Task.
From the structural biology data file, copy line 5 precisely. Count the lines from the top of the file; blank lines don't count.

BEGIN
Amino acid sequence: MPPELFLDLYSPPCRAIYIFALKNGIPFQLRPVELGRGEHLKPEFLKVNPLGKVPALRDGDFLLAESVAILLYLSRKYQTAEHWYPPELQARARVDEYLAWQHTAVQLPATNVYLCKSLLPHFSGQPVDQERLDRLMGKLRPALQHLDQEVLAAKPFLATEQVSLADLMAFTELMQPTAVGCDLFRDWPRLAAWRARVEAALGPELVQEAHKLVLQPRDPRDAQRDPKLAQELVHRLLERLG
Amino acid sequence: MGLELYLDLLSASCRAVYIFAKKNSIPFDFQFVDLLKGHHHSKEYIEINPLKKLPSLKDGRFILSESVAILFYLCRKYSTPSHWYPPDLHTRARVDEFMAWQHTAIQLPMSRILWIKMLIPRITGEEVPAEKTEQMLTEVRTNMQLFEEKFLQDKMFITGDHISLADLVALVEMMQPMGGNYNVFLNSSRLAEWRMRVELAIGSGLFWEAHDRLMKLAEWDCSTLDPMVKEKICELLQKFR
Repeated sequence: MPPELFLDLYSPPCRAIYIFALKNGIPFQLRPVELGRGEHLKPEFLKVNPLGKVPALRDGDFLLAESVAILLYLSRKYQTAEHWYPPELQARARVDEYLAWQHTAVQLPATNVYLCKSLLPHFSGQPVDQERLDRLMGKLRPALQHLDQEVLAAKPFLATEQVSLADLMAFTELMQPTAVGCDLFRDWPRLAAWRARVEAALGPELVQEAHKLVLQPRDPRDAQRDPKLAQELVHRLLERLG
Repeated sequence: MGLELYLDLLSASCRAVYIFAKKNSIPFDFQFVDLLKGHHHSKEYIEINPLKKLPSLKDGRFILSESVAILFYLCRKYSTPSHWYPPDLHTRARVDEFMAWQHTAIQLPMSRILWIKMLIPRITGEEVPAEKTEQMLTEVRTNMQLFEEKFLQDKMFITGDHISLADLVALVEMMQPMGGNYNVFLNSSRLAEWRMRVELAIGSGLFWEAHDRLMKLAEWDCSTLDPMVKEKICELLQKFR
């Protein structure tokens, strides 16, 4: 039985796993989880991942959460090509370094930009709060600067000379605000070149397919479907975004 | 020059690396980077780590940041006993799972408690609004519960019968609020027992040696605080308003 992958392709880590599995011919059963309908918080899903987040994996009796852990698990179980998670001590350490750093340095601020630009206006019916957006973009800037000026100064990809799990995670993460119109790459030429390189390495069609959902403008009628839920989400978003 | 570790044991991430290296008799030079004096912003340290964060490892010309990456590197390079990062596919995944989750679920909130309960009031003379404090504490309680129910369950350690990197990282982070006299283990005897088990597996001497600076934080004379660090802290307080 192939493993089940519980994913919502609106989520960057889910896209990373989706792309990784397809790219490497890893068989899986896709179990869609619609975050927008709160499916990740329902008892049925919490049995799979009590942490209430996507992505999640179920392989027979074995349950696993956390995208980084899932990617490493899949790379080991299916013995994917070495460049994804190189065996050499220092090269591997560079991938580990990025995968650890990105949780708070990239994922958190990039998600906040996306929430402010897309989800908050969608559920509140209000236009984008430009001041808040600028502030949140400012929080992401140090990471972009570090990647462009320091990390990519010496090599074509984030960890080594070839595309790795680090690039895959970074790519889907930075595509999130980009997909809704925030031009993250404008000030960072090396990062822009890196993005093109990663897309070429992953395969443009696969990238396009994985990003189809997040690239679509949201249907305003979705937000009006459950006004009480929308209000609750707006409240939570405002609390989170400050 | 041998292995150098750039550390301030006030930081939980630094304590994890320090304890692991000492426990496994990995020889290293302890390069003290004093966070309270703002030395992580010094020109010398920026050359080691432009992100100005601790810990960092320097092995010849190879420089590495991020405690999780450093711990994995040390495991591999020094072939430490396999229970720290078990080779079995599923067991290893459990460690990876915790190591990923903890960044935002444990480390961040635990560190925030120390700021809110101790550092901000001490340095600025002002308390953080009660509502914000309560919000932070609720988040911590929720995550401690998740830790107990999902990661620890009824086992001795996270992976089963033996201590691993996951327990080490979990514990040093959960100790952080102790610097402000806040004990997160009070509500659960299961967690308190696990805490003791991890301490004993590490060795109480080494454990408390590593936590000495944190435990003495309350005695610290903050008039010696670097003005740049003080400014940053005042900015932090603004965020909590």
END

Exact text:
């Protein structure tokens, strides 16, 4: 039985796993989880991942959460090509370094930009709060600067000379605000070149397919479907975004 | 020059690396980077780590940041006993799972408690609004519960019968609020027992040696605080308003 992958392709880590599995011919059963309908918080899903987040994996009796852990698990179980998670001590350490750093340095601020630009206006019916957006973009800037000026100064990809799990995670993460119109790459030429390189390495069609959902403008009628839920989400978003 | 570790044991991430290296008799030079004096912003340290964060490892010309990456590197390079990062596919995944989750679920909130309960009031003379404090504490309680129910369950350690990197990282982070006299283990005897088990597996001497600076934080004379660090802290307080 192939493993089940519980994913919502609106989520960057889910896209990373989706792309990784397809790219490497890893068989899986896709179990869609619609975050927008709160499916990740329902008892049925919490049995799979009590942490209430996507992505999640179920392989027979074995349950696993956390995208980084899932990617490493899949790379080991299916013995994917070495460049994804190189065996050499220092090269591997560079991938580990990025995968650890990105949780708070990239994922958190990039998600906040996306929430402010897309989800908050969608559920509140209000236009984008430009001041808040600028502030949140400012929080992401140090990471972009570090990647462009320091990390990519010496090599074509984030960890080594070839595309790795680090690039895959970074790519889907930075595509999130980009997909809704925030031009993250404008000030960072090396990062822009890196993005093109990663897309070429992953395969443009696969990238396009994985990003189809997040690239679509949201249907305003979705937000009006459950006004009480929308209000609750707006409240939570405002609390989170400050 | 041998292995150098750039550390301030006030930081939980630094304590994890320090304890692991000492426990496994990995020889290293302890390069003290004093966070309270703002030395992580010094020109010398920026050359080691432009992100100005601790810990960092320097092995010849190879420089590495991020405690999780450093711990994995040390495991591999020094072939430490396999229970720290078990080779079995599923067991290893459990460690990876915790190591990923903890960044935002444990480390961040635990560190925030120390700021809110101790550092901000001490340095600025002002308390953080009660509502914000309560919000932070609720988040911590929720995550401690998740830790107990999902990661620890009824086992001795996270992976089963033996201590691993996951327990080490979990514990040093959960100790952080102790610097402000806040004990997160009070509500659960299961967690308190696990805490003791991890301490004993590490060795109480080494454990408390590593936590000495944190435990003495309350005695610290903050008039010696670097003005740049003080400014940053005042900015932090603004965020909590």